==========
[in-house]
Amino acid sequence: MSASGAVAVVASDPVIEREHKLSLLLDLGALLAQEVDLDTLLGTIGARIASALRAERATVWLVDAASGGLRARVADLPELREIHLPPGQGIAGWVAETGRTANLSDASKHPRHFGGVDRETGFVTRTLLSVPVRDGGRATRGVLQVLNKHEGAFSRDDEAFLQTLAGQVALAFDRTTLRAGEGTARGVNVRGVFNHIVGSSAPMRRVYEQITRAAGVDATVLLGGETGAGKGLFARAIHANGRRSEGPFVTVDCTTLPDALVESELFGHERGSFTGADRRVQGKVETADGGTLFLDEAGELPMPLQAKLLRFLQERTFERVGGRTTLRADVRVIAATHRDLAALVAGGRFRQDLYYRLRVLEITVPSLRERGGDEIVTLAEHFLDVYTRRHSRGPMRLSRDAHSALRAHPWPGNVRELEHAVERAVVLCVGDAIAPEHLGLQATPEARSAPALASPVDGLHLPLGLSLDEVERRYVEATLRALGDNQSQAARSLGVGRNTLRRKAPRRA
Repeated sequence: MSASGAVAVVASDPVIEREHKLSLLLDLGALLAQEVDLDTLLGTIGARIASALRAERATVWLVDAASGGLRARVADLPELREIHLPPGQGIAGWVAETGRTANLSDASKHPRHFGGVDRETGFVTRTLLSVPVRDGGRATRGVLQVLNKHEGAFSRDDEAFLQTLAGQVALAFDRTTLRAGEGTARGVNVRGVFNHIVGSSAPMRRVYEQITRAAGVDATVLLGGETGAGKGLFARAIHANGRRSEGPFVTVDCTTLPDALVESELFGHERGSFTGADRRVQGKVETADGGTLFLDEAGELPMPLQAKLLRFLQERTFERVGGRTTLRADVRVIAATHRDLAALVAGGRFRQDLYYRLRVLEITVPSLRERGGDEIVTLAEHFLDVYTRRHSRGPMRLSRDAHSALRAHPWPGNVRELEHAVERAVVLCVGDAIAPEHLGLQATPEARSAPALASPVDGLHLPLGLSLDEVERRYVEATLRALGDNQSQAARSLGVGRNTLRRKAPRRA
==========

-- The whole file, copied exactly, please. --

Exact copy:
[in-house]
Amino acid sequence: MSASGAVAVVASDPVIEREHKLSLLLDLGALLAQEVDLDTLLGTIGARIASALRAERATVWLVDAASGGLRARVADLPELREIHLPPGQGIAGWVAETGRTANLSDASKHPRHFGGVDRETGFVTRTLLSVPVRDGGRATRGVLQVLNKHEGAFSRDDEAFLQTLAGQVALAFDRTTLRAGEGTARGVNVRGVFNHIVGSSAPMRRVYEQITRAAGVDATVLLGGETGAGKGLFARAIHANGRRSEGPFVTVDCTTLPDALVESELFGHERGSFTGADRRVQGKVETADGGTLFLDEAGELPMPLQAKLLRFLQERTFERVGGRTTLRADVRVIAATHRDLAALVAGGRFRQDLYYRLRVLEITVPSLRERGGDEIVTLAEHFLDVYTRRHSRGPMRLSRDAHSALRAHPWPGNVRELEHAVERAVVLCVGDAIAPEHLGLQATPEARSAPALASPVDGLHLPLGLSLDEVERRYVEATLRALGDNQSQAARSLGVGRNTLRRKAPRRA
Repeated sequence: MSASGAVAVVASDPVIEREHKLSLLLDLGALLAQEVDLDTLLGTIGARIASALRAERATVWLVDAASGGLRARVADLPELREIHLPPGQGIAGWVAETGRTANLSDASKHPRHFGGVDRETGFVTRTLLSVPVRDGGRATRGVLQVLNKHEGAFSRDDEAFLQTLAGQVALAFDRTTLRAGEGTARGVNVRGVFNHIVGSSAPMRRVYEQITRAAGVDATVLLGGETGAGKGLFARAIHANGRRSEGPFVTVDCTTLPDALVESELFGHERGSFTGADRRVQGKVETADGGTLFLDEAGELPMPLQAKLLRFLQERTFERVGGRTTLRADVRVIAATHRDLAALVAGGRFRQDLYYRLRVLEITVPSLRERGGDEIVTLAEHFLDVYTRRHSRGPMRLSRDAHSALRAHPWPGNVRELEHAVERAVVLCVGDAIAPEHLGLQATPEARSAPALASPVDGLHLPLGLSLDEVERRYVEATLRALGDNQSQAARSLGVGRNTLRRKAPRRA